A conversation with Senior Vice President Lindsey Casey, MSN, NR, NEA-BC, Chief Nursing Officer at Children’s Hospital New Orleans, who began her career at Children’s as a nurse tech in the Pediatric Intensive Care Unit (PICU). “I’ve always been drawn to kids, there is something very sweet and innocent about them,” says Casey. “Being a mother and a nurse, I feel incredibly blessed to have parents who trust us with their whole world.”
The Partnership: EYP partnered with LCMC Health’s Children's Hospital New Orleans to help modernize Louisiana’s largest freestanding pediatric hospital. EYP developed a 34-phase plan to keep Children's operating during the four-year, $300 million campus expansion and renovation, which was completed in 2021.
Three Things to Know about Pediatric Nursing
1. Kindness Means as Much as Quality Care: Providing the highest quality of care possible in pediatrics at Children’s is a given, says Casey. “We have 175 kids in our hospital today whose parents have chosen us to care for them. I come to work every day focused on: If the Casey kids were in the hospital, what would I expect? How can I make it even safer, even higher quality?” But she also asks herself daily, “How do I make sure our team is the nicest, kindest team around?”
2. Nurses Need Support and Recognition Too: Pediatric nurses are drawn to the field by their desire to nurture and care for the sickest of kids, and helping them heal is a reward in and of itself. “But nurses also need to feel heard and supported. They need to see their leadership following up on issues and concerns they bring to us,” Casey says. “I aim to create a personal relationship with everyone who reports to me and to find out what motivates and engages them, because it’s different for each team member.”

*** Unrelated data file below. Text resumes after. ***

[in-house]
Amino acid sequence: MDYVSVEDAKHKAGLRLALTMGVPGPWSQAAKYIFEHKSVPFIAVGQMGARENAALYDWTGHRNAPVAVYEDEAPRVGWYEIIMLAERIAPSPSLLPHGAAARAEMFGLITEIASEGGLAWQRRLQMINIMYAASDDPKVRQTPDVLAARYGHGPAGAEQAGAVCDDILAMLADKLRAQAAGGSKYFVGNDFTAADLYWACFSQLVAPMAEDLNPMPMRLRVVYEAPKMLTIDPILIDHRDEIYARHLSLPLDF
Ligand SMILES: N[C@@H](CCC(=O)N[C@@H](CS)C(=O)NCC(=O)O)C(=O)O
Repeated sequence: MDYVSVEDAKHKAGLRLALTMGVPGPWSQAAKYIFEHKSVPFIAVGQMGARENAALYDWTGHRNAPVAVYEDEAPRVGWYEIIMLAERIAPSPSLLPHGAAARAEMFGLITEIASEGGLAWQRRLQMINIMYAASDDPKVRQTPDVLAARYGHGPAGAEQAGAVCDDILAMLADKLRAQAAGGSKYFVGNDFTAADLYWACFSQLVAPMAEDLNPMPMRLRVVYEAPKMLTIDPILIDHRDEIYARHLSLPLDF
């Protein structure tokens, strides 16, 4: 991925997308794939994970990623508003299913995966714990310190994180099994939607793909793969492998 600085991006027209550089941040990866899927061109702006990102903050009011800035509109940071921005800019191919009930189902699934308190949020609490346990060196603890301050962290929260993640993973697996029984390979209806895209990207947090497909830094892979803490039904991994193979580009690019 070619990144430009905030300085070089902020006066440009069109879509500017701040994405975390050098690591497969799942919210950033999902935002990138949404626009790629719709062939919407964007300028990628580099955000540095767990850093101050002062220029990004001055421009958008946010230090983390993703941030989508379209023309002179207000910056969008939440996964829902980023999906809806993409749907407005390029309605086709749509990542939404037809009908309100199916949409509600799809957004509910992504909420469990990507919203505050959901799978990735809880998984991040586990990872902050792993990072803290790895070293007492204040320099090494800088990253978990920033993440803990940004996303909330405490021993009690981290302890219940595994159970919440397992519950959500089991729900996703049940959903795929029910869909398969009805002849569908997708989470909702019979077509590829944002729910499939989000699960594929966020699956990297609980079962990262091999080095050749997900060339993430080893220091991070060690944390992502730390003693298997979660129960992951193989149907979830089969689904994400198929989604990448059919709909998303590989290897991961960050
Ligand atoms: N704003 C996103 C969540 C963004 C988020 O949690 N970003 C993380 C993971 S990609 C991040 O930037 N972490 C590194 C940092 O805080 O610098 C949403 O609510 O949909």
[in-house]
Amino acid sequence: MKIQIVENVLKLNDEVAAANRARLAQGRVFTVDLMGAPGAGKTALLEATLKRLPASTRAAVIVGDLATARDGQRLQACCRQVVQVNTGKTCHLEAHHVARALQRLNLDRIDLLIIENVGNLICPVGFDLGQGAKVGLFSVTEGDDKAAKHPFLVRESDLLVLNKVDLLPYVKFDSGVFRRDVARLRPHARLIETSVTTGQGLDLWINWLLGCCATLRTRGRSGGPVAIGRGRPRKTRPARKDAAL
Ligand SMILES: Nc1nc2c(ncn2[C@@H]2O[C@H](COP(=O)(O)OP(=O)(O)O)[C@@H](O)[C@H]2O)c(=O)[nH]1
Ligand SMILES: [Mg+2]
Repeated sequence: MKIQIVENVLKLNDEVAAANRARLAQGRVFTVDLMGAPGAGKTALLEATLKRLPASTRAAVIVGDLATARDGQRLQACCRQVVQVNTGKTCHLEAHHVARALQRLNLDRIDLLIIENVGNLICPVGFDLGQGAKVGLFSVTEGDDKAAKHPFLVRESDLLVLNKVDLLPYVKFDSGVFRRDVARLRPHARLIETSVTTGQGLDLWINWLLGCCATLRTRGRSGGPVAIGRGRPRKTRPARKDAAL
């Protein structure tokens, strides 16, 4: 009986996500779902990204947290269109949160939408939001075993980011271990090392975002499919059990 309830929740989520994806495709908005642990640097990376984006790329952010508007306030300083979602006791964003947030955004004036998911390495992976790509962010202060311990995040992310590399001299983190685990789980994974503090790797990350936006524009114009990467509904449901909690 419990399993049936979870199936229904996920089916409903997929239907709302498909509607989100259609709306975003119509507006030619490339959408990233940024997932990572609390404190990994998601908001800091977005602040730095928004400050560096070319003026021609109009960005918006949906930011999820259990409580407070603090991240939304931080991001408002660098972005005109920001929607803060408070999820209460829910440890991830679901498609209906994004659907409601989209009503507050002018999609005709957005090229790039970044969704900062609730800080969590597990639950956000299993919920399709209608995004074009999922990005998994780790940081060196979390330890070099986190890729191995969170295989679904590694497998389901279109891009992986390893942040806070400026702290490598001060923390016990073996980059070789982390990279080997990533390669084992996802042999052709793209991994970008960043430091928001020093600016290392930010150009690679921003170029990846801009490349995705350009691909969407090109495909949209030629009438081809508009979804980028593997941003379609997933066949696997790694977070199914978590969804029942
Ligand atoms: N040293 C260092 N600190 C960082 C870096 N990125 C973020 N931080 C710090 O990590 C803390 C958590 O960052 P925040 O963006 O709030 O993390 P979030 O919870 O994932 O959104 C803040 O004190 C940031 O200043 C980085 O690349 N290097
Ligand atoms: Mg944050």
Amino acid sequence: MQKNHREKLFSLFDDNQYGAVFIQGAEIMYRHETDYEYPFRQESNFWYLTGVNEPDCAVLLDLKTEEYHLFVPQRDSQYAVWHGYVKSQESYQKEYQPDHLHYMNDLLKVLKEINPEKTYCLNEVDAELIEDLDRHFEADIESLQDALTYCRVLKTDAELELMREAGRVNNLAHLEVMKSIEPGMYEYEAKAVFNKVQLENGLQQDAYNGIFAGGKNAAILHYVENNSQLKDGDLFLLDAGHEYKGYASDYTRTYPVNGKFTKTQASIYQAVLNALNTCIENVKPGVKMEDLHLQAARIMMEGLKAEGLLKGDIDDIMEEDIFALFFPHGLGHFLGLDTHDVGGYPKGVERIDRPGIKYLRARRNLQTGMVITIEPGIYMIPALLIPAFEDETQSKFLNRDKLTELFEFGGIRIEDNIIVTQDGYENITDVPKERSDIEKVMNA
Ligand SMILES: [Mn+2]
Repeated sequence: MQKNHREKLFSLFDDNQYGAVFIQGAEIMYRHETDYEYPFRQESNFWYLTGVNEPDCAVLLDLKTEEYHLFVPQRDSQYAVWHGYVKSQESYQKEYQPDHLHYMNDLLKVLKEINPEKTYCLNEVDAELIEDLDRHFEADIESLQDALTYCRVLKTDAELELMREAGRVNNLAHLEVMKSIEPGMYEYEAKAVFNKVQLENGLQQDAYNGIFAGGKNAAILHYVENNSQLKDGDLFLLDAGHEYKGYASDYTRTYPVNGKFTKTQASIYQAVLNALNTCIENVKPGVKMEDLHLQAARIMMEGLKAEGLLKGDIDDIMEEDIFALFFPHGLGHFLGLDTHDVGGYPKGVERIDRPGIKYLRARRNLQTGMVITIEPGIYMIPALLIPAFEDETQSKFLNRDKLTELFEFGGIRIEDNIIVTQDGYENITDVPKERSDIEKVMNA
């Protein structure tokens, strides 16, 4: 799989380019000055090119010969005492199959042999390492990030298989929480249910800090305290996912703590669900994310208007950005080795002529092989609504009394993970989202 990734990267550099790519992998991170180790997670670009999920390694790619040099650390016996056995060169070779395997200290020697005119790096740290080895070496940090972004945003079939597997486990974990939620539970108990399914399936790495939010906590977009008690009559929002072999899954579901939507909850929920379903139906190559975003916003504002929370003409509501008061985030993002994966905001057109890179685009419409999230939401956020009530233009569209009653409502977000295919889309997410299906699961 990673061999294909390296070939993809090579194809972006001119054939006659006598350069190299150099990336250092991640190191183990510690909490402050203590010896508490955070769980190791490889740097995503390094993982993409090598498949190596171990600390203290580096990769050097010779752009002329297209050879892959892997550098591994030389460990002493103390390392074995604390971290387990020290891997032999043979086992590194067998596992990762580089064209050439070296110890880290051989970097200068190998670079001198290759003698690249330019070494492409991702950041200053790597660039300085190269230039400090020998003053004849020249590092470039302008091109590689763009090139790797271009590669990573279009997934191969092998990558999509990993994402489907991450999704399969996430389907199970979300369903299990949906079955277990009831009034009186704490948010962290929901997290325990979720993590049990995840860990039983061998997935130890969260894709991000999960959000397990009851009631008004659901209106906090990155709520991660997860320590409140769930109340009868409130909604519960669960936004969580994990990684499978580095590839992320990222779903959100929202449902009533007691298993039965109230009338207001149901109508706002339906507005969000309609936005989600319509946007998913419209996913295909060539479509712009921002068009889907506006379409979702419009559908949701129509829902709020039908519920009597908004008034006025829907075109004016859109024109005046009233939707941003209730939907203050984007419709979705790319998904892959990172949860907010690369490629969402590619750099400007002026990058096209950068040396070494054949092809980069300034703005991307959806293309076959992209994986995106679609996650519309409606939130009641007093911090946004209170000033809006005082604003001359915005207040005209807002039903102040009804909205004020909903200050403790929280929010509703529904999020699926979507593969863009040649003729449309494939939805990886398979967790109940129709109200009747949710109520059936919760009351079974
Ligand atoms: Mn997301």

3. Good Design Matters: The design of the hospital, says Casey, contributes to the staff’s state of mind and enables (or undermines) efficient workflows, clear communication, and positive interactions. “Take the aesthetics of a meeting room,” she says. “When we come into that space, we need a moment of reprieve, a place to clear our minds. We’re going to be talking about some pretty heavy stuff, we don’t need the space itself to be a distraction. The surroundings should provide clarity and improve our ability to focus on our kids and their care.”
A Deeper Dive
Children’s Hospital New Orleans, whose campus is within walking distance of the Mississippi River and at least two Po-Boy restaurants, is a non-profit teaching hospital that has cared for babies, children, and teens for more than 65 years. The facility is Louisiana’s largest freestanding pediatric hospital, especially after its recent expansion, which added 230,000 square feet of clinical care space.
Nurses at Children’s recently achieved national Magnet recognition for professionalism, teamwork, and excellence in patient care. “Magnet recognition was four years’ worth of work. I’m so incredibly proud of the team,” Casey says. “But it’s a continuing effort. The same day we got our call from the commission, I told them, OK, today starts the first day of our next four-year cycle. What are we going to tackle this time?”
Children’s nurses skillfully tend to seriously and chronically ill children, as well as pediatric trauma and behavioral health patients. Critical care is provided in the hospital’s neonatal intensive care unit (NICU), pediatric intensive care unit (PICU), cardiac intensive care unit (CICU), and emergency department (ED), which doubled in size during renovations.
‘Hits you at your Heart and Core’
Casey started her career at Children’s in 2001 as a nurse tech in the pediatric ICU. She advanced to being a bedside nurse, senior director of critical care programs, then AVP of hospital operations, before being tapped for the hospital’s top nursing job. “I still have the PICU’s fast pace in my blood, it doesn’t ever leave you: Identify the problem and figure out a solution now,” she says. “In this field, you absolutely must have high expectations, because the stakes are too high not to.”